In 1989, Game Designers’ Workshop (GDW) launched Space 1889, a science fiction role-playing game dealing with the Victorian Era as pulp science fiction: jungles on Venus, canals on Mars, Verneian and Wellsian superscience, and a plentiful supply of bowler hats, derring-do and stiff upper lips. It was a labor of love by designer Frank Chadwick, but despite GDW putting a lot of supplements on the market in just one or two years, the game failed commercially and was discontinued. A pity for us enthusiasts, but Space 1889 remained alive on a smaller scale, with articles and supplements getting concocted on a fan-basis.*
Frank Chadwick is nowadays also a science fiction author and recently I got hold of his steampunk novel The Forever Engine. I read it in a week during my metro journeys between home and office. So, what did I discover? Well, this is not a story belonging to the game’s canon universe, even though there are numerous similarities; that quickly became obvious by references to the Confederacy having survived the American Civil War and the Revolutionary Commune ruling France since 1871. However, this “revisionist” approach is probably an advantage, because Chadwick gets free hands with making an exciting plot without having to pay too much attention to whatever facts have already been published.
Story Overview with Hopefully no Significant Spoilers
in 2018, history professor and Afghanistan veteran Jack Fargo of Illinois gets involved with a British time-traveling project. The endeavor backfires badly and Jack gets involuntarily catapulted back in time to the 1880s. However, it is not the Victorian Era “as we [or Jack] know it”, but another one with interplanetary ether flight, airships, Martians and other peculiarities. The puzzled Jack is arrested as a spy, but presents credible evidence for being an American scholar and a time traveler. The British powers that be therefore recruit him to a scientific investigation/undercover operation, in which the participants are about to face a James Bond villain. Jack joins the team with the hope of finding a way of returning to his beloved daughter.
Jack Fargo is, however, no Bond protagonist; he is a widower with a daughter, and he is scarred by war experiences and family tragedies. He has a sharp mind and good military skills, but he gets shot up quite badly during the investigations. His sidekick, Communard spy Gabrielle Courbiere, may look like a Bond girl, but she has a serious case of Asperger’s syndrome and a troubled past. Their adventures in London, Bavaria and the Balkans are portrayed in a gritty, almost noir manner.
Covert operations easily go awry in reality, and in this story they do, too; I appreciate Chadwick’s realistic approach to what nightly skirmishes are like and how gruesome it is for a human to kill or maim other humans. The final confrontation between Jack and the boss villain is cleverly set up and Jack must use wits rather than brute force to resolve an extremely dangerous situation. Nuclear bombs are our destroyer of worlds, but this place has other equally frightening weapons.
The expression “forever engine” refers to a machine built by the master villain with Martian technology, a contraption that appears to be a perpetuum mobile. The British scientists in the novel know that such devices are impossible and Jack, using his 21st-century science knowledge and clues accumulated during the adventure, manages to figure out how it really works and what threat it poses to humanity.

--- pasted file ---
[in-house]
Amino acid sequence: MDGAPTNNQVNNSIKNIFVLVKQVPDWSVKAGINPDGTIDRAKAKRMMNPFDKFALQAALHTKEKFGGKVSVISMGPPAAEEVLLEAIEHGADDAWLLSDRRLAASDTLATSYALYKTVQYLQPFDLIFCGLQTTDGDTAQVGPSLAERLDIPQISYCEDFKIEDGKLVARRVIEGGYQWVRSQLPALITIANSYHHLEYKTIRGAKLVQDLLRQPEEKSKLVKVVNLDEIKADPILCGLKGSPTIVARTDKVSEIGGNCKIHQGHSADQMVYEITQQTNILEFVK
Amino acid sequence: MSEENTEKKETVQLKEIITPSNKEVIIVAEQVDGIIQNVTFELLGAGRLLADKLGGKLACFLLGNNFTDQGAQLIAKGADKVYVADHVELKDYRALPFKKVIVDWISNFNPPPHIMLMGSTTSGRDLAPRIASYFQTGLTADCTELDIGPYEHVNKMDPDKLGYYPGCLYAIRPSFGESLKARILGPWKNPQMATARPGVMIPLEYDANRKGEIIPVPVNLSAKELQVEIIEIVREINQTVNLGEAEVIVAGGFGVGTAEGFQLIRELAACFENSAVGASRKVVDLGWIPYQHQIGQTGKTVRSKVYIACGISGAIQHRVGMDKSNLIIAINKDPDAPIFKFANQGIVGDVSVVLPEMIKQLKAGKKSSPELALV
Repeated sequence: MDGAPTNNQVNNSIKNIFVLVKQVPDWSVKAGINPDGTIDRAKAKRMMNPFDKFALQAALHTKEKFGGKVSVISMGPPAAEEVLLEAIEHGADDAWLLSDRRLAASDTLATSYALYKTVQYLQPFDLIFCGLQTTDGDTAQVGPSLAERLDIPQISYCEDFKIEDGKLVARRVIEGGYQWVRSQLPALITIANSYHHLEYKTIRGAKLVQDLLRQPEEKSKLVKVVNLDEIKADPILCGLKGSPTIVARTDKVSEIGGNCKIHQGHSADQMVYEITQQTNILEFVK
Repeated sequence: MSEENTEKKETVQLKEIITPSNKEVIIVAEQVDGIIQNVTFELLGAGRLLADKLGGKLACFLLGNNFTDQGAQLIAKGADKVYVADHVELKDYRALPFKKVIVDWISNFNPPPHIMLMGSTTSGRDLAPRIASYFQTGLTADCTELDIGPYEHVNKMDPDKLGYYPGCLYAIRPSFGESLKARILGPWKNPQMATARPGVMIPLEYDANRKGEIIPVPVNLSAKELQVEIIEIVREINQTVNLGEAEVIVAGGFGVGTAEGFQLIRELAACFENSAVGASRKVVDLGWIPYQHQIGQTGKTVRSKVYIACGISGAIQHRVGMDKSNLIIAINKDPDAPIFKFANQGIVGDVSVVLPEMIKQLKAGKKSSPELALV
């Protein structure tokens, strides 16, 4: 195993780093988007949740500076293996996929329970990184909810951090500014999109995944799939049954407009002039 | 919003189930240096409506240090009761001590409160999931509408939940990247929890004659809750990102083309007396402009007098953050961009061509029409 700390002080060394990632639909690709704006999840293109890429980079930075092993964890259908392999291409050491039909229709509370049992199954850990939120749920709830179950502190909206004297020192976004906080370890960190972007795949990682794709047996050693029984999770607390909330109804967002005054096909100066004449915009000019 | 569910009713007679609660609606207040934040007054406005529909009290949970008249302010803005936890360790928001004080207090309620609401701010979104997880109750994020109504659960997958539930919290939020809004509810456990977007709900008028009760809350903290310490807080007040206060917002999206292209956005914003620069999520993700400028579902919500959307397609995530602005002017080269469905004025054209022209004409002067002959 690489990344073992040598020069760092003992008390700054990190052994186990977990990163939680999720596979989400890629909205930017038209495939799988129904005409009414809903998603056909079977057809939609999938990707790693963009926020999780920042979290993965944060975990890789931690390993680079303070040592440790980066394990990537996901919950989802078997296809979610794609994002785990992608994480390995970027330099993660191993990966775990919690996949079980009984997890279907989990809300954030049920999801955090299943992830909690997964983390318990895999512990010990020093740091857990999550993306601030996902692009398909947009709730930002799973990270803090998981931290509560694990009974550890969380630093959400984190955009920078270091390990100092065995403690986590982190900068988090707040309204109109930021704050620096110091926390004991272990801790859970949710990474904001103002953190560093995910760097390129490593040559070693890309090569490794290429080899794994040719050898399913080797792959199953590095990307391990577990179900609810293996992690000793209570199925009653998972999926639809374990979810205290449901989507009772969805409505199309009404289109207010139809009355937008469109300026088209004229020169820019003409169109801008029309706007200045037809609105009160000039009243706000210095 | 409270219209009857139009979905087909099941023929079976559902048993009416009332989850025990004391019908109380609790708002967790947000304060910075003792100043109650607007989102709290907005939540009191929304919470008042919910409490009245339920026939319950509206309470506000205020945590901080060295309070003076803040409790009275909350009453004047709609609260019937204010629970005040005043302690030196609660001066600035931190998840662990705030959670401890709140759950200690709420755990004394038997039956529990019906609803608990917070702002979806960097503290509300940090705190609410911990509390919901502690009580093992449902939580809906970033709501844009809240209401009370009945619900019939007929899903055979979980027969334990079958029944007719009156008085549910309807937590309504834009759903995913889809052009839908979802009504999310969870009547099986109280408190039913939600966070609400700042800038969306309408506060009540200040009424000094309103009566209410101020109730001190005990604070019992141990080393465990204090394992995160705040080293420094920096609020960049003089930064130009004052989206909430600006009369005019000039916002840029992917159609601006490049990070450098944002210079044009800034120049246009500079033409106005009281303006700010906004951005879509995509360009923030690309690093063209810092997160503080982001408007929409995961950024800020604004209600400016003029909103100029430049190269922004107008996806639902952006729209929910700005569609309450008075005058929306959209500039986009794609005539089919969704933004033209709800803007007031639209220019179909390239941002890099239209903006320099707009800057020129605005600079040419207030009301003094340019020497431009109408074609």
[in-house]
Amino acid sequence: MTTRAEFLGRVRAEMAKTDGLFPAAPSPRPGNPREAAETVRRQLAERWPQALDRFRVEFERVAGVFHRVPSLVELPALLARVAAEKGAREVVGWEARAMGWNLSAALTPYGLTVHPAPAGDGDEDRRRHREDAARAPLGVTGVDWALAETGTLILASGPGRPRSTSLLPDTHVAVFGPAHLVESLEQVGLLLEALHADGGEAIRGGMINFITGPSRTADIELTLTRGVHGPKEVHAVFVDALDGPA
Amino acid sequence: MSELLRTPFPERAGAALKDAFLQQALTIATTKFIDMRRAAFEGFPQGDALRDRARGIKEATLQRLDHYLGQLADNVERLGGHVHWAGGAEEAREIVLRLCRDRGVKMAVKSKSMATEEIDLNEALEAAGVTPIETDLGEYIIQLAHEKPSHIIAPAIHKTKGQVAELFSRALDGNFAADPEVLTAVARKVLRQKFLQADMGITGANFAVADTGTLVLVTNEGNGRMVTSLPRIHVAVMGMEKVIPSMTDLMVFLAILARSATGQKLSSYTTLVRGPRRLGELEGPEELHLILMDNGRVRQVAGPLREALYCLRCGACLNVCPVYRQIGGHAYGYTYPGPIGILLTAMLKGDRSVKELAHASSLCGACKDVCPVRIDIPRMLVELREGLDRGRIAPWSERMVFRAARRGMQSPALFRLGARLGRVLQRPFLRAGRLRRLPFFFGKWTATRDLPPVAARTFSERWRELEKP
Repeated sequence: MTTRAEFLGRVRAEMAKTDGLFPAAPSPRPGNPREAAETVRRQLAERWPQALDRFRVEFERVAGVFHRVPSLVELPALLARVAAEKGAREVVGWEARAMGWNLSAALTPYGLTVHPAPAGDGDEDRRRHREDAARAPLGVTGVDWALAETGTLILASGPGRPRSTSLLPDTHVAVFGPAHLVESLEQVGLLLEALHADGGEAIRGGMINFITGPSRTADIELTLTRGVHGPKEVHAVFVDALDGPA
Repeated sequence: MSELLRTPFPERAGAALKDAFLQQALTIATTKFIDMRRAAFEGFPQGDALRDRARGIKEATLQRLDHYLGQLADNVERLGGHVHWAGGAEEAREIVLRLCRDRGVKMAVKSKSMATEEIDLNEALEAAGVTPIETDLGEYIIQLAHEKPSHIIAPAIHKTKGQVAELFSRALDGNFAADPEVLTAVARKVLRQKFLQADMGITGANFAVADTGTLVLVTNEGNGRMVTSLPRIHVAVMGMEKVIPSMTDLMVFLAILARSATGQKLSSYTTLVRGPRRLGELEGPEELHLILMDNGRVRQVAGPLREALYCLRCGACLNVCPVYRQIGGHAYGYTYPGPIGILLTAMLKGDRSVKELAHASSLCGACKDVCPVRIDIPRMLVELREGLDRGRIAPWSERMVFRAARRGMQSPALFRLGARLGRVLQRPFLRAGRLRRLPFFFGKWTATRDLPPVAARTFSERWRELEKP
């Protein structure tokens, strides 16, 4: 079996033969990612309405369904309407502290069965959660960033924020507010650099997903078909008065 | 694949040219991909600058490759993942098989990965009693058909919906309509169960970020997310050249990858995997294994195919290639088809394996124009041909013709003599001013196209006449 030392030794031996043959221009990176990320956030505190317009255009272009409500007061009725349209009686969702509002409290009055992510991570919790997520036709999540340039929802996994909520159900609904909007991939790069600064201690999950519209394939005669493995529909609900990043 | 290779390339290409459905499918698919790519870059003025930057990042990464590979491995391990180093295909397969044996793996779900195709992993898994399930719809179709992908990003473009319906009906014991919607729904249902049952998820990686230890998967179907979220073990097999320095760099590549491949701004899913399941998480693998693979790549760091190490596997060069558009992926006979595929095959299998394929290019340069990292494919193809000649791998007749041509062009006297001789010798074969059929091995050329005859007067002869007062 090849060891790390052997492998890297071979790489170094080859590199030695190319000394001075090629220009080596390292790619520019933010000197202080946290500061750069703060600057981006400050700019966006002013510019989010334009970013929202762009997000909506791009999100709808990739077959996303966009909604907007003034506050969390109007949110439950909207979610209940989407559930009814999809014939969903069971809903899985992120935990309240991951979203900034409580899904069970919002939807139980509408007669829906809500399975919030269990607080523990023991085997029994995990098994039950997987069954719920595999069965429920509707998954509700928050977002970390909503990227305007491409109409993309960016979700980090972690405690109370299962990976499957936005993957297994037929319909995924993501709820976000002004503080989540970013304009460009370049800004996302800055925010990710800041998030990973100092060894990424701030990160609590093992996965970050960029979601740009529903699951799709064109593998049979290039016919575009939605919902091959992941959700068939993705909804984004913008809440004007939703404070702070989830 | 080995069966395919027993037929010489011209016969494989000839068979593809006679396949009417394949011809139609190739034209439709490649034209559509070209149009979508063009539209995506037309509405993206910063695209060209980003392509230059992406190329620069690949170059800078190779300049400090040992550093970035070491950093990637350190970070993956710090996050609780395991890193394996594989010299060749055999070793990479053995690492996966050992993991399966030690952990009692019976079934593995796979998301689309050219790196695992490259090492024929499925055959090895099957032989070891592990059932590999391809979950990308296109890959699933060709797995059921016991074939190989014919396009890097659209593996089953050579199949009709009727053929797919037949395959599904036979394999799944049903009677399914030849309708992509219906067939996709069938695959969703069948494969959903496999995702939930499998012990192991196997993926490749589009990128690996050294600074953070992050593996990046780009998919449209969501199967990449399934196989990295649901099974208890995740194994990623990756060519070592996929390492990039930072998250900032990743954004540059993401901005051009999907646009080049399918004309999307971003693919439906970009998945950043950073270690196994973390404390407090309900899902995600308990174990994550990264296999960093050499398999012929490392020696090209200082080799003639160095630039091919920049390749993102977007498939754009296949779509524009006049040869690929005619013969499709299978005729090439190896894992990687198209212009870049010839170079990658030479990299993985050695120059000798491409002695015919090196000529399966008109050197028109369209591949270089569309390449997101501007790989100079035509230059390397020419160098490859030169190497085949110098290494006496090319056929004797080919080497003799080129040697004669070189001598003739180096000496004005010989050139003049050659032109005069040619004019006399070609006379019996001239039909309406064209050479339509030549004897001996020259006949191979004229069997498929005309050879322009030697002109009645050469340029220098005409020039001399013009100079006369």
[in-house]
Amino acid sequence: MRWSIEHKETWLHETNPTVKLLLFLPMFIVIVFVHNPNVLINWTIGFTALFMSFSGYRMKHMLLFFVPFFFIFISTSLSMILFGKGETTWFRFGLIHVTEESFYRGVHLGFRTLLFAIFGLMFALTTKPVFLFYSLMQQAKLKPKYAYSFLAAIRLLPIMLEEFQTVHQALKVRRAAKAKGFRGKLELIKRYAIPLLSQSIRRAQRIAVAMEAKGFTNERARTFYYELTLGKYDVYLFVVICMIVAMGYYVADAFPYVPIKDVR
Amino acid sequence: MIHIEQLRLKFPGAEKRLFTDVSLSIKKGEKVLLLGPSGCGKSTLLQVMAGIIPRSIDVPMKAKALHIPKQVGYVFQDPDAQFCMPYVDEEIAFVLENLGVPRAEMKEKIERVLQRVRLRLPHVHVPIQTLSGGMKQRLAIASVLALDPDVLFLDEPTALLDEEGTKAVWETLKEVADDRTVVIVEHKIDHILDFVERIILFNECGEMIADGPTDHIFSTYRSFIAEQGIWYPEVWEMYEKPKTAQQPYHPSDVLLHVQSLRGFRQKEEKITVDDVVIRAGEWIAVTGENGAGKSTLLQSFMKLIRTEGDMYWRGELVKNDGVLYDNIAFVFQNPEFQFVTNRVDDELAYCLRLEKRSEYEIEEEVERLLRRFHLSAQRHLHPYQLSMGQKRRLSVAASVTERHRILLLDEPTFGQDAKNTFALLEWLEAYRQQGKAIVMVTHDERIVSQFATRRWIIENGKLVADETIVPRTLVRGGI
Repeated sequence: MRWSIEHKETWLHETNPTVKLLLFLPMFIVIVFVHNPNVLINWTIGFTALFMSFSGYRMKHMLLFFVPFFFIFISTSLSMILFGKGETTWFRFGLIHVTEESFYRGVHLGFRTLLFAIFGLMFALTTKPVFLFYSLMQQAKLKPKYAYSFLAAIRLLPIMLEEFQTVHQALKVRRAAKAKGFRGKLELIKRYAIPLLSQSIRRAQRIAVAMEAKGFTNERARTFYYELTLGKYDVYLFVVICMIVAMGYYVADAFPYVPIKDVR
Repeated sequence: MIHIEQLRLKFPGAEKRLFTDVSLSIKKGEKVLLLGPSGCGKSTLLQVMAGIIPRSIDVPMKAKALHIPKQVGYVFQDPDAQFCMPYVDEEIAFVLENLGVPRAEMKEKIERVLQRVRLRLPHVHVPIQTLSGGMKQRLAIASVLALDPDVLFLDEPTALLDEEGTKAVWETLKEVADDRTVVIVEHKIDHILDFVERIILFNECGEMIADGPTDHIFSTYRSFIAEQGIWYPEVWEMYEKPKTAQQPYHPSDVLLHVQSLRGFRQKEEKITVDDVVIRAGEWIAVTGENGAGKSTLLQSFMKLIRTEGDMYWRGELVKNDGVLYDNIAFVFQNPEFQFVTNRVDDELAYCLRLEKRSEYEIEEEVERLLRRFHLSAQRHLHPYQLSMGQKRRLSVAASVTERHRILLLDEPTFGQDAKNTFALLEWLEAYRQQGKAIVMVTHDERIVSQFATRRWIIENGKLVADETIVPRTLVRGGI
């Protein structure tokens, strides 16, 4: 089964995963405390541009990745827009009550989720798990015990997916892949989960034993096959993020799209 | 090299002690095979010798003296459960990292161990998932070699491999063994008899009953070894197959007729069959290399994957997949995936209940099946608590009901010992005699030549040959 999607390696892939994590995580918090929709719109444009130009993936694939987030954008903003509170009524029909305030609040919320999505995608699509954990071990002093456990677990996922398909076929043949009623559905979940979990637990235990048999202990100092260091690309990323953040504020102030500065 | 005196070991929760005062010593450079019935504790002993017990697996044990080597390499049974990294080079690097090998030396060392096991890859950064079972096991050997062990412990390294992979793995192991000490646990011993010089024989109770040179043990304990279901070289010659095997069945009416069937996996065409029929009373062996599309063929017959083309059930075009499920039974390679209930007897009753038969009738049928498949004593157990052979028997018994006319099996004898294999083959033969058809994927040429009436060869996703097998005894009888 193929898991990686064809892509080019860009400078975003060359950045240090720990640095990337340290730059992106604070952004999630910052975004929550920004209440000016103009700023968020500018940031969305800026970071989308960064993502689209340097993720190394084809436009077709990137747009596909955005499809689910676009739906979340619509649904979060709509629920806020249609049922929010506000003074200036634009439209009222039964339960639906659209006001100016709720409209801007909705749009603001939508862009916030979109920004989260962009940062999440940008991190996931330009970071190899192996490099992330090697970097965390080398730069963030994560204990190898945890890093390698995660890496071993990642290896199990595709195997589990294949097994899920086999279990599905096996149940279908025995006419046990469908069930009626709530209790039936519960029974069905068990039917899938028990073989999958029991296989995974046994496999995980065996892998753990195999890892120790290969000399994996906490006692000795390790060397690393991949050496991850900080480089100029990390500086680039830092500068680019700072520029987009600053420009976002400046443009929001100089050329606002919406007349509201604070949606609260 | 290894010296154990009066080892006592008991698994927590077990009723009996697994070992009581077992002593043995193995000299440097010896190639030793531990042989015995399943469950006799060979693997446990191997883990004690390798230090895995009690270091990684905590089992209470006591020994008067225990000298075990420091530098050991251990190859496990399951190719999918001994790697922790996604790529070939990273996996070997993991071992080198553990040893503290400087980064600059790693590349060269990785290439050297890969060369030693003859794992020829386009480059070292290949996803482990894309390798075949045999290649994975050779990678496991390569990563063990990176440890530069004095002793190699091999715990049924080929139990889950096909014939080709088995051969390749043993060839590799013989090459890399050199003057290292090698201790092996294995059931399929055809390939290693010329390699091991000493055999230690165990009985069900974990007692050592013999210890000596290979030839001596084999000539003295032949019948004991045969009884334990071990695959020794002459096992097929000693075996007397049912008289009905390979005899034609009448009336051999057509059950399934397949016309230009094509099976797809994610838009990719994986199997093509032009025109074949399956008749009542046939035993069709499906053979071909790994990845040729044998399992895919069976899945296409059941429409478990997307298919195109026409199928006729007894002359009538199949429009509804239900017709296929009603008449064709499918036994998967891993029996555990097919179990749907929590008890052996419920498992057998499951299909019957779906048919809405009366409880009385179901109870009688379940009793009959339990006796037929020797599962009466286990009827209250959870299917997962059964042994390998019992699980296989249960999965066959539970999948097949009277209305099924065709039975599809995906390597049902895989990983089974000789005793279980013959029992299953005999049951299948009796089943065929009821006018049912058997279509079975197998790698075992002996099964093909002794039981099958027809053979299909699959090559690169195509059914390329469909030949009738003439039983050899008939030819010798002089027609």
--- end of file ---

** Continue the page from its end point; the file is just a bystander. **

The villain is also a more complex character than one would expect, and despite being a brilliant scientist, it turns out that he is short on manpower and that he is a poor schemer. Ergo, he has high intelligence, low wisdom, to speak in role-playing terms.
I enjoyed The Forever Engine. Sometimes I was thinking faster than the protagonists and sometimes not. It is nice to be surprised when reading a spy/action story; at my age I have read so many that I am familiar with many tricks of the genre and its clichés therefore bore me. Here I was rarely bored, though at two-thirds of the running time, the story got sluggish for a while.
The supporting cast was a pleasantly diverse lot: a British army officer with courage issues, an tough and competent Afro-American sergeant of the Ottoman army (a former slave from South Carolina; all of it makes sense in context), a not-too-efficient Bavarian feldwebel, and an unpleasant Royal Navy commander. Plus an assorted collection of Britain’s brightest physicists.
Also, the Tolkienian ending was to my taste. (“It must often be so, Sam, when things are in danger: someone has to give them up, lose them, so that others may keep them.”) The hero’s cup is filled with a bitter draught — Jack Fargo has to empty it before the ordeal is over.
My main disappointment was the absence of Mars and Martians. I hope Frank Chadwick will compensate for that shortcoming in future stories about professor Fargo: I want trans-planetary canals, teeming bazaars, eery temples, ancient conspiracies, and foul horrors beneath the two moons!
My verdict: four red planets out of five.
* My gaming group started a Space 1889 campaign in 1990 and we still keep it running, visiting its Mars for some adventures once a year or so. In the 1990s, I also wrote a few Space 1889 articles for Swedish gaming magazines such as Rubicon and Sverox. Read some of the texts in English here >>>